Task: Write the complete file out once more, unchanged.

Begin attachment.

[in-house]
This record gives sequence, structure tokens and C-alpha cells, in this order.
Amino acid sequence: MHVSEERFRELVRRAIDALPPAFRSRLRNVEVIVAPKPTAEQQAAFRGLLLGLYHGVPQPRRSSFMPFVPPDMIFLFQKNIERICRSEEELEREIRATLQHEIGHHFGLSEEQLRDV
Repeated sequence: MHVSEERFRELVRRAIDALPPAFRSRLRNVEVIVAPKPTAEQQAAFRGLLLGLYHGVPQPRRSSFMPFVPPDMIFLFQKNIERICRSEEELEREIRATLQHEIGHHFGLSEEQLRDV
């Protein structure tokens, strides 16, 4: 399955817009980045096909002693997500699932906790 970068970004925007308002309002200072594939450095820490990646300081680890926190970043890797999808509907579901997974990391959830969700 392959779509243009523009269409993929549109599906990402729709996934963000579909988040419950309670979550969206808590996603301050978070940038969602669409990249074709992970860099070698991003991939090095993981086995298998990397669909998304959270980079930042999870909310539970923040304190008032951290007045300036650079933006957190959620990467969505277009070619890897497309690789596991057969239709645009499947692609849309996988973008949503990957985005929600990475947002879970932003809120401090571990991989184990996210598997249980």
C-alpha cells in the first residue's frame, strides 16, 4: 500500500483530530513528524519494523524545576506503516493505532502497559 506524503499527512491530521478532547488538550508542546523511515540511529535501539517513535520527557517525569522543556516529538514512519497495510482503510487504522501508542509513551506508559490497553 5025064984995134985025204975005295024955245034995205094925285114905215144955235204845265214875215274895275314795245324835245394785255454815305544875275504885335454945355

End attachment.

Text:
[in-house]
This record gives sequence, structure tokens and C-alpha cells, in this order.
Amino acid sequence: MHVSEERFRELVRRAIDALPPAFRSRLRNVEVIVAPKPTAEQQAAFRGLLLGLYHGVPQPRRSSFMPFVPPDMIFLFQKNIERICRSEEELEREIRATLQHEIGHHFGLSEEQLRDV
Repeated sequence: MHVSEERFRELVRRAIDALPPAFRSRLRNVEVIVAPKPTAEQQAAFRGLLLGLYHGVPQPRRSSFMPFVPPDMIFLFQKNIERICRSEEELEREIRATLQHEIGHHFGLSEEQLRDV
């Protein structure tokens, strides 16, 4: 399955817009980045096909002693997500699932906790 970068970004925007308002309002200072594939450095820490990646300081680890926190970043890797999808509907579901997974990391959830969700 392959779509243009523009269409993929549109599906990402729709996934963000579909988040419950309670979550969206808590996603301050978070940038969602669409990249074709992970860099070698991003991939090095993981086995298998990397669909998304959270980079930042999870909310539970923040304190008032951290007045300036650079933006957190959620990467969505277009070619890897497309690789596991057969239709645009499947692609849309996988973008949503990957985005929600990475947002879970932003809120401090571990991989184990996210598997249980």
C-alpha cells in the first residue's frame, strides 16, 4: 500500500483530530513528524519494523524545576506503516493505532502497559 506524503499527512491530521478532547488538550508542546523511515540511529535501539517513535520527557517525569522543556516529538514512519497495510482503510487504522501508542509513551506508559490497553 5025064984995134985025204975005295024955245034995205094925285114905215144955235204845265214875215274895275314795245324835245394785255454815305544875275504885335454945355